A visit to the studio of artist John Wolseley was a welcome opportunity to see an important work of art under construction and to gain a deeper understanding of methods, materials and possible preservation issues.
It was also a chance to soak up the atmosphere as Wolseley explained how he created the monumental mixed media work on paper for the Museum’s Miḏawarr │Harvest exhibition.
Midawarr explores the plants of north-east Arnhem Land through works by Wolseley and Yolŋu elder Mulkuṉ Wirrpanda.
Wolseley’s 2 x 10 metre Distant glimpses of the great floodplain seen through a veil of trees and hanging vines is central to the exhibition.
This work is extremely atmospheric as a whole but the viewer can also get lost in the delicate detail throughout.
Heavy and delicate papers
This is a work made up of many parts that combine to create a richly textured image of trees, landscape, foliage and insects.
It incorporates heavy and very delicate papers, with robust and very fine techniques used to create the overall effect.
The main body of the work is made up of three panels which hang side by side for display. The panels are constructed from irregularly cut overlapping sheets of heavy — around 300 grams per square metre — watercolour papers that have been glued together.
In some areas, Wolseley has carefully cut the paper at the edges to mask areas below or follow contours of images, such as leaf edges. On the reverse, heavy paper pieces have been adhered as patch repairs, or as patches to join larger components. Fragments of discarded drawings have been used for repairs.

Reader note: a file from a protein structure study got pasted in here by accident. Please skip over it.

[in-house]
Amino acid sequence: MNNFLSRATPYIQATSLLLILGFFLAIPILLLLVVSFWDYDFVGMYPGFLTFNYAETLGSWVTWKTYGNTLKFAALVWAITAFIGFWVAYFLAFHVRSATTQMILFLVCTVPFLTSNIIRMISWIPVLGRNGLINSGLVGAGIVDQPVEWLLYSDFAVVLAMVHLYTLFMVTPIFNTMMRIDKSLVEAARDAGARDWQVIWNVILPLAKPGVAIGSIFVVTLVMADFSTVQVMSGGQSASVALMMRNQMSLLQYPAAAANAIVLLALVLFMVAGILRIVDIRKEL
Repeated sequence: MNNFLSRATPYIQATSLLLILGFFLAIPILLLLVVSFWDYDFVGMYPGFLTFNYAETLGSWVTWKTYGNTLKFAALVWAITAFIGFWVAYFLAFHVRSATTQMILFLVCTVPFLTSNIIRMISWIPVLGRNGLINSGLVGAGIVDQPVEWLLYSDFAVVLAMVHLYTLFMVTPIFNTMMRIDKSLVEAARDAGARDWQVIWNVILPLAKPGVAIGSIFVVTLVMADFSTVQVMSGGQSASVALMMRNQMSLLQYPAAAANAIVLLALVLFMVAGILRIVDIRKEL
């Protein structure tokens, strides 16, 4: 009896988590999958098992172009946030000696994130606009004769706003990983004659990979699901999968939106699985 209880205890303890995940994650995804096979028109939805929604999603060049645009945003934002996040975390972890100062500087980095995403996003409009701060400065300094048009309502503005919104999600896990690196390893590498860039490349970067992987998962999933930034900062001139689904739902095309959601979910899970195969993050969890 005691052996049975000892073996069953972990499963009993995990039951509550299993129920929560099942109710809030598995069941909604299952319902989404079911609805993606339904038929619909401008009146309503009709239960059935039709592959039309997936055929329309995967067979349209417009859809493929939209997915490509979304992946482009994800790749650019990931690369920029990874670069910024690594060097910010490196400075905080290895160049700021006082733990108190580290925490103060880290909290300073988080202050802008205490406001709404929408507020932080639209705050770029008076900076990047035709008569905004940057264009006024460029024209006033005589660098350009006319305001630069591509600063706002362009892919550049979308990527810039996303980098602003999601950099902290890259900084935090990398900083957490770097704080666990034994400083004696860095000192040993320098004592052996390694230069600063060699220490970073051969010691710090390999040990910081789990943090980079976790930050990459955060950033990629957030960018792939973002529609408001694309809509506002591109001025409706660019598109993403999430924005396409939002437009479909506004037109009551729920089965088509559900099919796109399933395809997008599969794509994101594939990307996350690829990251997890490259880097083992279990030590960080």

The artist also added relief prints, rubbings taken from plant and timber surfaces, and one etching on fine (around 10gsm) Japanese paper.
Creating a complex work
Wolseley used a range of media to draw, paint, print, smudge, abrade and scratch to create the complex final image. He spoke of only using colours with good lightfastness qualities, which are less prone to fading.
Much of the image is watercolour, including some pearlescent and luminescent colours. Pencils were used for line work, and are heavily smudged in areas to create shading and tone.
The fine detail of some of the plants has been retained through ‘nature printing’, where leaves coated in oil paint or watercolour were combined with a papermaker’s formation aid fluid to create direct transfer images from plants. He has used other unusual techniques such as pressing crumpled cling film against wet paint to create unique textures.
In contrast to much of the very fine work, but consistent with the precision in evidence, Wolseley has used a small rotary tool to abrade the paper surface and create clean, sharp edges around painted areas, leaving some of the paper broken or very thin.
Making and preserving
The visit to John Wolseley’s studio was a welcome opportunity to observe the artist at work and learn more about an artwork that is now part of the Museum’s collection.